Preservation At Its Finest
By Scott Smith in Arts & Entertainment on Dec 30, 2005 5:50PM
Chicago’s cinematic history is being preserved in all sorts of ways this week.
Steve James’s Hoop Dreams, the story of two Chicago high school basketball players, is now part of the National Film Registry, a list of films that have “cultural, historical or aesthetic significance.” Every year, the Library of Congress adds twenty-five films to its National Film Registry from a list of films nominated by the public (click here to send your recommendations for next year’s list).
Also added to the Registry this year is 1961’s A Raisin In The Sun, the story of an African-American family living on the South Side of Chicago. It’s a moving drama and deserving of the honor, even though our memories of it are tainted by the many hackneyed performances of the kitchen scene we saw when we were on the forensics team back in high school.
Closer to home, the Chicago Film Archives is preserving films that document Chicago and Illinois history. In operation for only a year and a half, the non-profit CFA was created to preserve 4,500 films once owned by the Chicago Public Library. While many of the 8 or 16 mm shorts have never been shown in a movie house, they captured their time in a way that a Hollywood picture never could.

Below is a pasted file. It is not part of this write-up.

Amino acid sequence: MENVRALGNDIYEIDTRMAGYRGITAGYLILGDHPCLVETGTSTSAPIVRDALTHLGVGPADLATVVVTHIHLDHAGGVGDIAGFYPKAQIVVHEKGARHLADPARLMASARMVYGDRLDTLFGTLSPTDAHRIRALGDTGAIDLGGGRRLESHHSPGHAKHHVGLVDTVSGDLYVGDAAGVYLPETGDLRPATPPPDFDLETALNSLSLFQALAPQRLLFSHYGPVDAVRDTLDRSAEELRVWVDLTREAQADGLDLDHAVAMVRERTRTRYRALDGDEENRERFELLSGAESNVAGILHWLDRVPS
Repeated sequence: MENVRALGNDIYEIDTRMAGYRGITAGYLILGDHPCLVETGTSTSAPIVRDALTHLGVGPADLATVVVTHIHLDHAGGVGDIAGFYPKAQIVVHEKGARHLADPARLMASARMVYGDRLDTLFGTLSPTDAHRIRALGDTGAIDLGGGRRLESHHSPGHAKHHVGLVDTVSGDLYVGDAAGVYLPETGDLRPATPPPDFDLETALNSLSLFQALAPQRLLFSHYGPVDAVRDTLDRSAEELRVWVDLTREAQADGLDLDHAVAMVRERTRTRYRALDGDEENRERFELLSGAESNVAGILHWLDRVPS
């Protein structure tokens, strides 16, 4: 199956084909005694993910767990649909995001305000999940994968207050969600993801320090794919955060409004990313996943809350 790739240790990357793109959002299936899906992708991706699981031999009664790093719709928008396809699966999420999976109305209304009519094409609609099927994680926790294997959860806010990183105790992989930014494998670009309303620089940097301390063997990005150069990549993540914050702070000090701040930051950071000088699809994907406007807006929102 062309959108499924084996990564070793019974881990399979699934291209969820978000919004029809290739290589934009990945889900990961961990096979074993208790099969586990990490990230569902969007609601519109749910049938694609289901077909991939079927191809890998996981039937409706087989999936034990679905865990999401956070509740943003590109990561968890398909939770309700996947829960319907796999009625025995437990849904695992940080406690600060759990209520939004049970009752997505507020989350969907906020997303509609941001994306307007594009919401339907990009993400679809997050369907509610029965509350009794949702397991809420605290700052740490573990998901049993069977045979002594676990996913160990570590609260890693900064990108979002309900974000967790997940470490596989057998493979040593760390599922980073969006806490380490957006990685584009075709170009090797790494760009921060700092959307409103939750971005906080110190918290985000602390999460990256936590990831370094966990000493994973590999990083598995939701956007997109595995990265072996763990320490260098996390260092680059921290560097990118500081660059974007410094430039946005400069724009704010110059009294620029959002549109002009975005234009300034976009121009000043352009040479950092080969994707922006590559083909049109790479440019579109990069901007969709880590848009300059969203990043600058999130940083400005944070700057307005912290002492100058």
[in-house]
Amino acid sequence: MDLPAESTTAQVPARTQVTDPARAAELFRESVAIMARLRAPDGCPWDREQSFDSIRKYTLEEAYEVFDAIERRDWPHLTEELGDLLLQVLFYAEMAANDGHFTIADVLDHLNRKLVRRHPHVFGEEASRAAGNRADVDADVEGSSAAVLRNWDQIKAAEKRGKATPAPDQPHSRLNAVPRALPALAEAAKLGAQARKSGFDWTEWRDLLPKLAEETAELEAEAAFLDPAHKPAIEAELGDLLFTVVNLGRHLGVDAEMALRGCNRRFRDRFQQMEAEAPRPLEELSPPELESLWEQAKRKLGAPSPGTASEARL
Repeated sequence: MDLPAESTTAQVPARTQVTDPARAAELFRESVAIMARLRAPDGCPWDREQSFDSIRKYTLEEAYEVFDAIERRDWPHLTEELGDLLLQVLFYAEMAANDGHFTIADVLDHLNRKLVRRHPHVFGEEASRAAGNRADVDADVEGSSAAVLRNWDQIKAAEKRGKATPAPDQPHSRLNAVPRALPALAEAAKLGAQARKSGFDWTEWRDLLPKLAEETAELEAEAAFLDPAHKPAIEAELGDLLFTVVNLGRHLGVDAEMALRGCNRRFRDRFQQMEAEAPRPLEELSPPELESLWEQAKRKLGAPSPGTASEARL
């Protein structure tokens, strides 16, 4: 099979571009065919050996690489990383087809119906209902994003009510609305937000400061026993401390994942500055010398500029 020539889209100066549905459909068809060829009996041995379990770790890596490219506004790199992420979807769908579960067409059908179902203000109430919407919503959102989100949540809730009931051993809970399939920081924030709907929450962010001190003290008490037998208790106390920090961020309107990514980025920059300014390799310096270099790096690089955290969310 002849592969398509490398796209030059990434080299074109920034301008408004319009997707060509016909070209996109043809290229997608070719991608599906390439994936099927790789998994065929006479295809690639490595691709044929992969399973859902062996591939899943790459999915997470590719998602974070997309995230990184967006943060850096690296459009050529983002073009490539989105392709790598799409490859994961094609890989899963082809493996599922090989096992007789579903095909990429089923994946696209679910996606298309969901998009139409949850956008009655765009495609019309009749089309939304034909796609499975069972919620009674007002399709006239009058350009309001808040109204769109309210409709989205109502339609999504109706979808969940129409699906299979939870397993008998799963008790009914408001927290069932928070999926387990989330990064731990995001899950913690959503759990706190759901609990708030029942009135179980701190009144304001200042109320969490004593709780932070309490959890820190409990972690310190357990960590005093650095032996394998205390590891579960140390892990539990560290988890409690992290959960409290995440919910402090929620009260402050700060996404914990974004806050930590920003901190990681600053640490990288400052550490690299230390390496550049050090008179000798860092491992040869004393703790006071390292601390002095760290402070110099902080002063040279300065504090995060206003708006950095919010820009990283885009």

Though film is one of our favorite mediums of storytelling, oral history predates it by thousands of years. In that spirit, Jerry Vasilatos is keeping the memory of two old Chicago movie houses alive with his screenplay “Palace Treasure.” The script is based on the histories of the Uptown and Granada movie houses in Uptown and Rogers Park, respectively, and tells the story of a group of community activists who are trying to preserve an old movie house that’s scheduled for demolition.
No surprise then that an upcoming reading of Vasilatos’s work is being held in conjunction with the Friends of the Uptown group. The reading will take place at 6 p.m. this Monday, January 2nd at the Golden House Restaurant and Pancake House at 4744 N. Broadway. Email uptown1925 at hotmail.com if you'd like to attend, as seating is limited.
Image: City of Chicago